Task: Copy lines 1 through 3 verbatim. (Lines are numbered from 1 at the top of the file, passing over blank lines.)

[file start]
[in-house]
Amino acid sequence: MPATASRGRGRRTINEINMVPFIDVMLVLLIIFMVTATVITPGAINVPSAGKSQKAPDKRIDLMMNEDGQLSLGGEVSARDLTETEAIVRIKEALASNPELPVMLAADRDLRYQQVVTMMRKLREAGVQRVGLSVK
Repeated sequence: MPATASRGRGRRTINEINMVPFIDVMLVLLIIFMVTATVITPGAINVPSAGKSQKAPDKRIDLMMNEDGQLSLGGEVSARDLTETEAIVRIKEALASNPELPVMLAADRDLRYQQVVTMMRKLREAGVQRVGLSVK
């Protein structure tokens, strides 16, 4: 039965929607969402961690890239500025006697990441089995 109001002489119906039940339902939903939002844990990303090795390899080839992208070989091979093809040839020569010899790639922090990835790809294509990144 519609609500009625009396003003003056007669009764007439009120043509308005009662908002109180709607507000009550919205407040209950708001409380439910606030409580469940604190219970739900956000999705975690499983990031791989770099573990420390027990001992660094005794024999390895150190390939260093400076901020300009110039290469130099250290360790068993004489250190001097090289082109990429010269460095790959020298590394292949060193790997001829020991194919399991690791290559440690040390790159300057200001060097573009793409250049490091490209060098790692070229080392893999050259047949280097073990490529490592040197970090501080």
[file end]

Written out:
[in-house]
Amino acid sequence: MPATASRGRGRRTINEINMVPFIDVMLVLLIIFMVTATVITPGAINVPSAGKSQKAPDKRIDLMMNEDGQLSLGGEVSARDLTETEAIVRIKEALASNPELPVMLAADRDLRYQQVVTMMRKLREAGVQRVGLSVK
Repeated sequence: MPATASRGRGRRTINEINMVPFIDVMLVLLIIFMVTATVITPGAINVPSAGKSQKAPDKRIDLMMNEDGQLSLGGEVSARDLTETEAIVRIKEALASNPELPVMLAADRDLRYQQVVTMMRKLREAGVQRVGLSVK